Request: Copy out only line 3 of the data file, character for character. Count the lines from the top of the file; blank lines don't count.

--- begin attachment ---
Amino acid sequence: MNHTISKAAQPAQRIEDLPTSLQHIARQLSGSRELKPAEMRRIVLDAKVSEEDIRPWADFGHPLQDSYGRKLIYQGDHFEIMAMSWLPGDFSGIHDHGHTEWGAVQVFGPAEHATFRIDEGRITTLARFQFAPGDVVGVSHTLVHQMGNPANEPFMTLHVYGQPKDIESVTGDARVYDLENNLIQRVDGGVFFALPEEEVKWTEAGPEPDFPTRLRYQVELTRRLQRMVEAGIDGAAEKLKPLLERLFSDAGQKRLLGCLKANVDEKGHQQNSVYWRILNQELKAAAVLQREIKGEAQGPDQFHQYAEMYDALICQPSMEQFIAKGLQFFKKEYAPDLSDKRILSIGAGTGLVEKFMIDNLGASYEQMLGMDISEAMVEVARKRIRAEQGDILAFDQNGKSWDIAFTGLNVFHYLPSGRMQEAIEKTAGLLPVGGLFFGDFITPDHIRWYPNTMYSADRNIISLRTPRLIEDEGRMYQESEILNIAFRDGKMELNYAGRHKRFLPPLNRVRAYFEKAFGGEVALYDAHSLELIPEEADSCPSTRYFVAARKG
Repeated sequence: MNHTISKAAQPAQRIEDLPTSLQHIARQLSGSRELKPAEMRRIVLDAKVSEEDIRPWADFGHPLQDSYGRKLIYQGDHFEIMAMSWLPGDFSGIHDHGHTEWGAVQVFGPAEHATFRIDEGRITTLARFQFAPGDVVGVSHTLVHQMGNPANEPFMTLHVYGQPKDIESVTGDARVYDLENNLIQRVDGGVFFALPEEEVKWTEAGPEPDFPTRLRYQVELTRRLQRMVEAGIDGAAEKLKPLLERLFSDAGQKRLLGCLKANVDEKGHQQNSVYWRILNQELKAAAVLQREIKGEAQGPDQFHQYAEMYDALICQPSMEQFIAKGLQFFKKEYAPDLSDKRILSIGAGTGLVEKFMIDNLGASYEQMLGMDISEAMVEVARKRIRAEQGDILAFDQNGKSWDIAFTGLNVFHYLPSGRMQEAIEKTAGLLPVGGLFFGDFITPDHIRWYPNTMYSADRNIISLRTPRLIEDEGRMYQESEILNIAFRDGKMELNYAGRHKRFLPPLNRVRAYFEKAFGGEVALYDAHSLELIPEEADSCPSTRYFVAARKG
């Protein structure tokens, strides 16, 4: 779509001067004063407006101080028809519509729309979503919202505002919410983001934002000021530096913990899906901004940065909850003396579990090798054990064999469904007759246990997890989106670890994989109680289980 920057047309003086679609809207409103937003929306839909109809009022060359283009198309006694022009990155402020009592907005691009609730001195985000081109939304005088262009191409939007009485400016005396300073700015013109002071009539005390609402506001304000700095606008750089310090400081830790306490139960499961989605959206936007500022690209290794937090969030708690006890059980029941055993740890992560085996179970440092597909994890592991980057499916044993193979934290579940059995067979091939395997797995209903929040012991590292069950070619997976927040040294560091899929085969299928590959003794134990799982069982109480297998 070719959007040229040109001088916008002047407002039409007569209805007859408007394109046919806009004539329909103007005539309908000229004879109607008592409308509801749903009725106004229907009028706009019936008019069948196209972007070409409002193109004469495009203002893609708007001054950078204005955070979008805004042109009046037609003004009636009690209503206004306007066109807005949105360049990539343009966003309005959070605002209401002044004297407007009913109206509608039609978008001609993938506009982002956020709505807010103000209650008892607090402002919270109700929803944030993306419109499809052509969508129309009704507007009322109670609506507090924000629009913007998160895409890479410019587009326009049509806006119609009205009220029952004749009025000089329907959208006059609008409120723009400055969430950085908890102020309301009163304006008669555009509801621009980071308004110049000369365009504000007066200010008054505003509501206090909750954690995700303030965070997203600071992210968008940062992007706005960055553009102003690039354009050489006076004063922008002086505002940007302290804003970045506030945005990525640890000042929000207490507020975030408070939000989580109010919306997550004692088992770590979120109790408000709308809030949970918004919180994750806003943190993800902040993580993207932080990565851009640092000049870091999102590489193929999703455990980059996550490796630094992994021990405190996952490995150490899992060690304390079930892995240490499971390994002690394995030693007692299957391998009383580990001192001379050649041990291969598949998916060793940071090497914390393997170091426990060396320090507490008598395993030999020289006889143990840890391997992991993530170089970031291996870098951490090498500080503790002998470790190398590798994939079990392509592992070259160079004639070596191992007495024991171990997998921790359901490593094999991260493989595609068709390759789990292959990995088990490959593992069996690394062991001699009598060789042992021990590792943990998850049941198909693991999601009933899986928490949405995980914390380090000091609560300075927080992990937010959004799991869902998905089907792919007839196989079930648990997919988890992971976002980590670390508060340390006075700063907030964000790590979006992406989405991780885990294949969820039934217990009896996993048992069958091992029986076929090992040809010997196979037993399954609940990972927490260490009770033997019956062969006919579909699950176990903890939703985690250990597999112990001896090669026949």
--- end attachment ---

């Protein structure tokens, strides 16, 4: 779509001067004063407006101080028809519509729309979503919202505002919410983001934002000021530096913990899906901004940065909850003396579990090798054990064999469904007759246990997890989106670890994989109680289980 920057047309003086679609809207409103937003929306839909109809009022060359283009198309006694022009990155402020009592907005691009609730001195985000081109939304005088262009191409939007009485400016005396300073700015013109002071009539005390609402506001304000700095606008750089310090400081830790306490139960499961989605959206936007500022690209290794937090969030708690006890059980029941055993740890992560085996179970440092597909994890592991980057499916044993193979934290579940059995067979091939395997797995209903929040012991590292069950070619997976927040040294560091899929085969299928590959003794134990799982069982109480297998 070719959007040229040109001088916008002047407002039409007569209805007859408007394109046919806009004539329909103007005539309908000229004879109607008592409308509801749903009725106004229907009028706009019936008019069948196209972007070409409002193109004469495009203002893609708007001054950078204005955070979008805004042109009046037609003004009636009690209503206004306007066109807005949105360049990539343009966003309005959070605002209401002044004297407007009913109206509608039609978008001609993938506009982002956020709505807010103000209650008892607090402002919270109700929803944030993306419109499809052509969508129309009704507007009322109670609506507090924000629009913007998160895409890479410019587009326009049509806006119609009205009220029952004749009025000089329907959208006059609008409120723009400055969430950085908890102020309301009163304006008669555009509801621009980071308004110049000369365009504000007066200010008054505003509501206090909750954690995700303030965070997203600071992210968008940062992007706005960055553009102003690039354009050489006076004063922008002086505002940007302290804003970045506030945005990525640890000042929000207490507020975030408070939000989580109010919306997550004692088992770590979120109790408000709308809030949970918004919180994750806003943190993800902040993580993207932080990565851009640092000049870091999102590489193929999703455990980059996550490796630094992994021990405190996952490995150490899992060690304390079930892995240490499971390994002690394995030693007692299957391998009383580990001192001379050649041990291969598949998916060793940071090497914390393997170091426990060396320090507490008598395993030999020289006889143990840890391997992991993530170089970031291996870098951490090498500080503790002998470790190398590798994939079990392509592992070259160079004639070596191992007495024991171990997998921790359901490593094999991260493989595609068709390759789990292959990995088990490959593992069996690394062991001699009598060789042992021990590792943990998850049941198909693991999601009933899986928490949405995980914390380090000091609560300075927080992990937010959004799991869902998905089907792919007839196989079930648990997919988890992971976002980590670390508060340390006075700063907030964000790590979006992406989405991780885990294949969820039934217990009896996993048992069958091992029986076929090992040809010997196979037993399954609940990972927490260490009770033997019956062969006919579909699950176990903890939703985690250990597999112990001896090669026949």